…wotthehell…

Well, another funny old Christmas Eve. People will keep checking – pityingly, unbelievingly – that I really will be alone all Christmas. Haven’t I got anybody to go to? Anybody at all? This is really annoying. I mean, where were you-all the last thirty or so Christmases, which I also spent alone?

Where were you nearly all the other days in between, come to that? Which I also spent alone.

My middle sister keeps ringing me from Canada. She is in a panic and going through a bad patch because she too is going to be alone – except that she has been invited to Christmas Dinner with an elderly friend down the road whose extended family – all of whom will be in attendance – all seem to smoke a lot, indoors. I would rather stay home alone than breathe in a whole lot of second-hand nicotine and have to cough it out again next morning.

But that’s just me.

“The thing is,” she says, “you’re just very good at being alone, aren’t you? I’m not, you see.”

“It’s not that I’m at all good at being alone,” I say. “It’s that I’m even worse at being with other people. It’s the lesser of two evils.”

Usually she understands stuff like this. This time she doesn’t, but hey…

My own Friend-Down-The-Road texts. She thought I seemed a bit off with her yesterday. Has she Offended me? Am I OK? She sends one of these infuriating texts every few months. There’s no way I can behave that won’t trigger this sudden rush of guilt-inducing, excuse-eliciting, explanation-demanding anxiety. Once again with the reassurance. No, I was just worn out, having driven over twenty miles in ultra-heavy Christmas traffic, visited my Mum in the Home, to find her half in and half out of bed, her nightie up around her waist and a completely blank expression on her face. Who was I?

Having then spent an hour in a noisy coffee shop trying and mostly failing to lip-read what English Sister was saying, much as I actually wanted to hear it, then another twenty miles in the same horrendous traffic, down a road so wide and fast it ought to be a motorway, but isn’t.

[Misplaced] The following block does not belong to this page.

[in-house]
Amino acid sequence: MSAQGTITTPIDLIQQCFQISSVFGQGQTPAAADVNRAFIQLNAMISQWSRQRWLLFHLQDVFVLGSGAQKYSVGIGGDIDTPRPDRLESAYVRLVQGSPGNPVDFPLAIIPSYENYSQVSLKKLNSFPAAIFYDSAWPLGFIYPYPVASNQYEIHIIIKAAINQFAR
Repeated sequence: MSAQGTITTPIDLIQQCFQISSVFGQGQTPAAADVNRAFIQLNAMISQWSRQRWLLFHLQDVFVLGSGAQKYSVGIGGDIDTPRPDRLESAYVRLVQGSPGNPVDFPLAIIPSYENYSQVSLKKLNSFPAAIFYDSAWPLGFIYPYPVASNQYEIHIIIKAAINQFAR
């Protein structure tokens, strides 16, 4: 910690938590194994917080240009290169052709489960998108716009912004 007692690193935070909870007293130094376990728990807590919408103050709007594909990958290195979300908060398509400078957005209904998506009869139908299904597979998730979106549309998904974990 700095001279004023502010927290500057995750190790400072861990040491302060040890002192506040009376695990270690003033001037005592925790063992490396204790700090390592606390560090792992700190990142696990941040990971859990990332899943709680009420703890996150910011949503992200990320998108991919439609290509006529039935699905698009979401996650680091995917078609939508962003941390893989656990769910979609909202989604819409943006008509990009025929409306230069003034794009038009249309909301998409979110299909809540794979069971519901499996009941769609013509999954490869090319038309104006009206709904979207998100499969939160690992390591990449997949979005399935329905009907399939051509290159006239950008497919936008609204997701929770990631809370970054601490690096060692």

I drive it with gritted teeth, clinging to the steering-wheel.

This morning, Ex phones. I have had time by now to digest the fact of his getting married again and not telling me, leaving it to his sister to phone me and ‘accidentally on purpose’ I suspect, mention it. He explains, in minute detail, the financial and practical reasons behind his secret nuptials. Then he explains, in more minute detail, all the horrors and inconveniences he had to go through to treat his prostate problem. If I should ever grow a prostate and subsequently discover I have a scary problem with it I will be extremely well-prepared for the scans, biopsies, enemas and whatever. I will even be forewarned as to the places they put the tiny tattoos.

archy

I forgive him for getting married again – wotthehell, wotthehell – as Archie the cockroach, or possibly Mehitabel the alley-cat – used to type on Don Marquis’s old typewriter. We’re all three of us quite old now and, in varying degrees, sick – wotthehell. Anyway, it appears it was not last summer but last New Year that they got married. So old news.

Apart from the phone call, I have been trying to have a quiet Christmas Eve, doing random, semi-creative things, as is my wont. I have knitted part of a green dishcloth to put in my ‘sell on Etsy’ bundle. I have sorted and systematised my collection of flash fiction ideas. Tomorrow (I promise myself, ha ha!) I will start on the actual, er, writing. I so much prefer the ‘having ideas’ stage but eventually – one has to write. Wotthehell.

I have listened to the Christmas Eve carol service from Kings. I am not sure what or where Kings is – a chapel, and Cambridge, I think. I wish they would sing the ancient music, all those complex, intertwining, almost painful harmonies. Seasonal and clever though it is, this kind of choral singing tends to remind me of Sing Something Simple of a Sunday lunchtime, and Dad singing along to the radio.

I have fed the (nineteen) cats, twice. I have fed the (three) strays, three times. I have fed the birds (once). I have washed up a lot. I have washed my hair and dried it, perched on the corner of the bed. I have broken up some cardboard boxes in the garage and stacked them against the wall. I have accidentally caught the lady-next-door’s new internet dating gentleman up a ladder, fixing one of those really bright annoying lights to her front wall, and been forced to exchange wincing Hi There’s.

He has false teeth. I don’t think I could be doing with false teeth, but I suppose at our age – you probably don’t have to do that much French-kissing.

Disingenuous What?

Difficult to find an interesting picture of a carpet, so it’s a mat.